There are no regular passenger train services, although special services operate from Aylesbury to link with events at the Heritage Centre; these services run via the single line and call at the station's up platform, thus providing step-free access to the centre. For national rail purposes, the station has the three letter identifier QRD. The main station building is on the Up (London-bound) side of the National Rail (NR) line with a smaller (and possibly now unique) wooden building of distinctive style on the platform between the currently-vacant NR Down line trackbed and the platform from which the Brill service ran. At the north-west corner of the site are the somewhat-larger terminal buildings of 1851 from Oxford Rewley Road railway station transplanted here in 2002. [ [http://www.bucksrailcentre.org/rewley_road.html Buckinghamshire Railway Centre, Rewley Road.] ]

Remaining track

The original line to Verney Junction has been closed and lifted, but the old Great Central Main Line remains, albeit singled, as far as Calvert, the point where it crossed the Varsity Line. Calvert Curve, one of the country's wartime emergency connections, turns to the east, joining the cross-country route at Claydon L&NE Junction, where the formation remains in use for several hundred feet as a shunting neck.

Much of the Buckingham Railway's route to Banbury via Buckingham to the north of Verney Junction remains intact [ [http://disused-rlys.fotopic.net/c915644.html Banbury to Verney Junction in 2006.] ] , as does the east-west route from Oxford to Bletchley. There have been plans in the past to make Quainton Road a base for main line steam operations by reaching agreement with Network Rail to share the track as far as Aylesbury. At present, the railway centre is split into two by the Aylesbury-Calvert freight workings, and a restored Aylesbury connection would allow rail access to the northern side of the centre as well as the ability to run services to Aylesbury when paths are available. This development is subject to various factors including future development of National Rail services north of Aylesbury beyond those already in progress to the new Aylesbury Vale Parkway railway station.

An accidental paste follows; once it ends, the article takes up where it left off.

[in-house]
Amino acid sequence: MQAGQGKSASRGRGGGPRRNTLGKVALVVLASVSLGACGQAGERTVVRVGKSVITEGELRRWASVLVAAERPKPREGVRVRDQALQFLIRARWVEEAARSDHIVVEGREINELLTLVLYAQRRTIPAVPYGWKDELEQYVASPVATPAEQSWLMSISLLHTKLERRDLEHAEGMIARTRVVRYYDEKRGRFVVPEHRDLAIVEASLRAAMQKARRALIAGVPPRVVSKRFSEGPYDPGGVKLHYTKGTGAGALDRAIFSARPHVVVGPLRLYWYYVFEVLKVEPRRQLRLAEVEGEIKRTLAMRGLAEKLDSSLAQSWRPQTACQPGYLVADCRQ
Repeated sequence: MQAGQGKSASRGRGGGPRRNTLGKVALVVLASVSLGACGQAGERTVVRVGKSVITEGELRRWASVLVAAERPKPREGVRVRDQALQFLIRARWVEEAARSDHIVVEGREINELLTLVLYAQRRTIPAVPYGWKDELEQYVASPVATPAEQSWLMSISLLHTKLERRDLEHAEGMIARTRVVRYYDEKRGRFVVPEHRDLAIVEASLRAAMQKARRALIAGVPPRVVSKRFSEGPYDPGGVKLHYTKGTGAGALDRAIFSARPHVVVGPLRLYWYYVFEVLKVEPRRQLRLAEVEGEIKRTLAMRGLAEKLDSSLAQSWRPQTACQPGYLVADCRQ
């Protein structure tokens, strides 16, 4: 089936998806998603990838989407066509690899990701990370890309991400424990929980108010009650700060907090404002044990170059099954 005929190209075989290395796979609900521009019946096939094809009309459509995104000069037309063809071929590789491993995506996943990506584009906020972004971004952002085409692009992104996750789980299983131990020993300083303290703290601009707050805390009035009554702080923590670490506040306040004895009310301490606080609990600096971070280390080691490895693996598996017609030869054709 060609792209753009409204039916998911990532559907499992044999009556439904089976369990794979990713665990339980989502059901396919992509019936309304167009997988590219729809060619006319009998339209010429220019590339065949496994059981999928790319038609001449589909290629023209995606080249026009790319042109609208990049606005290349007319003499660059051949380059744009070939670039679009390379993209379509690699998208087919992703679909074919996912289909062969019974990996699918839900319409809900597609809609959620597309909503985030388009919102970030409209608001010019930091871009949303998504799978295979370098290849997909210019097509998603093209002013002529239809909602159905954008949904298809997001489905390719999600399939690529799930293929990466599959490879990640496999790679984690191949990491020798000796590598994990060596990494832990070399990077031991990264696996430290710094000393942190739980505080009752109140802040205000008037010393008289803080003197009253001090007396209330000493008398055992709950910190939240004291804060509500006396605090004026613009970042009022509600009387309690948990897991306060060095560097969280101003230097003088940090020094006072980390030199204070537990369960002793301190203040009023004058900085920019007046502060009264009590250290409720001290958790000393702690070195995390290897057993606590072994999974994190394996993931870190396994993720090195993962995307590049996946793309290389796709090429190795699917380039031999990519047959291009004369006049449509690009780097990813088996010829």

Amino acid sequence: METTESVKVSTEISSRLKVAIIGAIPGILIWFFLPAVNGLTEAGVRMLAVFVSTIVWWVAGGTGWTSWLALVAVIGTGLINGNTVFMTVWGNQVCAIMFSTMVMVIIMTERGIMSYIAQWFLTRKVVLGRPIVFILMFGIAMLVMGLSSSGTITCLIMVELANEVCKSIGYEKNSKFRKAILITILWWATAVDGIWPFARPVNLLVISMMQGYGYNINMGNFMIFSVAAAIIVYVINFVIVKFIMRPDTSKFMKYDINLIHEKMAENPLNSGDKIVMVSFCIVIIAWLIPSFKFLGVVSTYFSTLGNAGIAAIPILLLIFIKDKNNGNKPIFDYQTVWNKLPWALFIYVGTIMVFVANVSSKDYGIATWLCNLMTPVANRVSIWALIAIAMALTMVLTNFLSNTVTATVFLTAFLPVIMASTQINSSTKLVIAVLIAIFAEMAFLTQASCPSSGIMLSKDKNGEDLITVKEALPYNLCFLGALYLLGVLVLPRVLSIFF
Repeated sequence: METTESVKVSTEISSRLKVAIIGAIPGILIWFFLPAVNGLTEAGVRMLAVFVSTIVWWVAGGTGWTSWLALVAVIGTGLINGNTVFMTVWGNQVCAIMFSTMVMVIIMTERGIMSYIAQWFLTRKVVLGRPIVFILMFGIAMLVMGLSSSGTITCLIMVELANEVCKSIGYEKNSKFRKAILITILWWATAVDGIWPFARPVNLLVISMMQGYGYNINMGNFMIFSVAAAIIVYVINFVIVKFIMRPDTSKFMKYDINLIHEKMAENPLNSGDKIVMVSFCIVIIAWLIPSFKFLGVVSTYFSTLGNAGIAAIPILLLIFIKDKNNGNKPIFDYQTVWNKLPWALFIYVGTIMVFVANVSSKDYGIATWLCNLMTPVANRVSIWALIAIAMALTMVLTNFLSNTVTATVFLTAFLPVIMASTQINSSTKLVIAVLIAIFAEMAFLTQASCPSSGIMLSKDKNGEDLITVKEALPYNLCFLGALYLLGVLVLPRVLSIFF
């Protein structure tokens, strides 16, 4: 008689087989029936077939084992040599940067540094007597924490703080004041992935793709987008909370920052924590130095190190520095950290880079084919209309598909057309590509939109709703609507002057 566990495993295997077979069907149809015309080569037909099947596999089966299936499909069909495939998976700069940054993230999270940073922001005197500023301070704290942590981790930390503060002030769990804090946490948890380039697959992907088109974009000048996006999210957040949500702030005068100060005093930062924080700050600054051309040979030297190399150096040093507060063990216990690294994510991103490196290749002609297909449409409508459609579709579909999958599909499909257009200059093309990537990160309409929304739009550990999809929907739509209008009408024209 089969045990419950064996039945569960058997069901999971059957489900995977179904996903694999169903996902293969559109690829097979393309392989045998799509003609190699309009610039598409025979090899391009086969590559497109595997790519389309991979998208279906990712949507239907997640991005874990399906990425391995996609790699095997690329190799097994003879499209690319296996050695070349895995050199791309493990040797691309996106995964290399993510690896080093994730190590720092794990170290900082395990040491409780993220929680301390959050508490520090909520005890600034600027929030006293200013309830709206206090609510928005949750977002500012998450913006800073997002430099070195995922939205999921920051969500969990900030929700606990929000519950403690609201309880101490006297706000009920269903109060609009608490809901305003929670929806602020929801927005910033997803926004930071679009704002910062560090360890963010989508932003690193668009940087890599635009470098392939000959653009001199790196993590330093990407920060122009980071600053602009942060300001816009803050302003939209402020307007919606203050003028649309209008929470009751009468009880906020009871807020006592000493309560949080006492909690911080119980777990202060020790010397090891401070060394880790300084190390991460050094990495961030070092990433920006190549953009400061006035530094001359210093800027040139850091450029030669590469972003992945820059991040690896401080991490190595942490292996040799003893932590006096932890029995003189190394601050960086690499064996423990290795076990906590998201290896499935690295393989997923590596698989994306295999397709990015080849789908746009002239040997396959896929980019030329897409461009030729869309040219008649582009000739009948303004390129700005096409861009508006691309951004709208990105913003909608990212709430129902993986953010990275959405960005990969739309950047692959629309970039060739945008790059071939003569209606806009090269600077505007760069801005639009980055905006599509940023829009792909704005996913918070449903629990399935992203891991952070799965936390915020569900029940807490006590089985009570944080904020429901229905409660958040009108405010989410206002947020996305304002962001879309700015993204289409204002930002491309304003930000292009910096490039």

In the media

In 1982, the BBC conducted location filming at the station for the Doctor Who episode "Black Orchid".

The station also featured in the closing sequence of John Betjeman's film "Metro-land". In September 2006, Quainton Road was the destination of a special excursion through "Metro-land" to mark the centenary of the birth of Betjeman who had done much to keep alive the spirit of the old Metropolitan Railway.

Future

Regular services may yet return to the line from Aylesbury, as a consultants' report on the development of the Vale of Aylesbury prepared for Buckinghamshire County Council has suggested offering passenger train services from the town to Bletchley and Bedford [ [http://www.southeast-ra.gov.uk/southeastplan/key/study_areas/draft_strategies/mkav/aylesbury_vale-draft_strategy.pdf Aylesbury Vale Draft Strategy] ] . Railway services on at least part of the line from Aylesbury will be restored as part of Chiltern Railways' construction of Aylesbury Vale Parkway station at the crossing of the A41 road, to serve the Berryfields Major Development Area housing development.

External links

* [http://www.bucksrailcentre.org/ Buckinghamshire Railway Centre website.]
* [http://www.brc-stockbook.co.uk/index.htm Buckinghamshire Railway Centre Stockbook]
* [http://www.abandonedstations.org.uk/Verney_Junction_line_1.html#QuaintonRoad London's Abandoned Tube Stations - Quainton Road]

References